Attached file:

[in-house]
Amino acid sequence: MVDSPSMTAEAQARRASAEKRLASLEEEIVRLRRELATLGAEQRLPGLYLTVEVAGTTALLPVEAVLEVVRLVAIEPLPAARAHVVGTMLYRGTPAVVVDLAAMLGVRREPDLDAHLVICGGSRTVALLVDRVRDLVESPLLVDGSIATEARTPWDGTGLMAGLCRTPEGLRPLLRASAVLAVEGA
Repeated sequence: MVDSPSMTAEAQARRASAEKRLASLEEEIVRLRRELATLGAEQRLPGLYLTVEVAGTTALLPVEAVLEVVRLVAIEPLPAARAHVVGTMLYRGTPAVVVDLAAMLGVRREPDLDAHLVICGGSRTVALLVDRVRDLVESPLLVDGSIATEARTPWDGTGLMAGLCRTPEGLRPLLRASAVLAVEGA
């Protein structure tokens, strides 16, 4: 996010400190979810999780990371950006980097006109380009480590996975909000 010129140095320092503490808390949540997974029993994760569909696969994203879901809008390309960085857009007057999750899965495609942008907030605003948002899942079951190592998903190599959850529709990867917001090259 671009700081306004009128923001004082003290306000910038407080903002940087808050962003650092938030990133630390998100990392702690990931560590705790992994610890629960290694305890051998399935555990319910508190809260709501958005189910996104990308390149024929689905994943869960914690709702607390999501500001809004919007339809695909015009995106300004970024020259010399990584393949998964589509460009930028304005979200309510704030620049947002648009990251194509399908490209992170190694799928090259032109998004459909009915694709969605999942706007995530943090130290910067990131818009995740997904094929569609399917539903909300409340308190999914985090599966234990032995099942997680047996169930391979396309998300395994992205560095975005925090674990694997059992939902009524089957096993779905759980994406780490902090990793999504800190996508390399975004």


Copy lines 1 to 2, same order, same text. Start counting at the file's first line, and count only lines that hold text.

[in-house]
Amino acid sequence: MVDSPSMTAEAQARRASAEKRLASLEEEIVRLRRELATLGAEQRLPGLYLTVEVAGTTALLPVEAVLEVVRLVAIEPLPAARAHVVGTMLYRGTPAVVVDLAAMLGVRREPDLDAHLVICGGSRTVALLVDRVRDLVESPLLVDGSIATEARTPWDGTGLMAGLCRTPEGLRPLLRASAVLAVEGA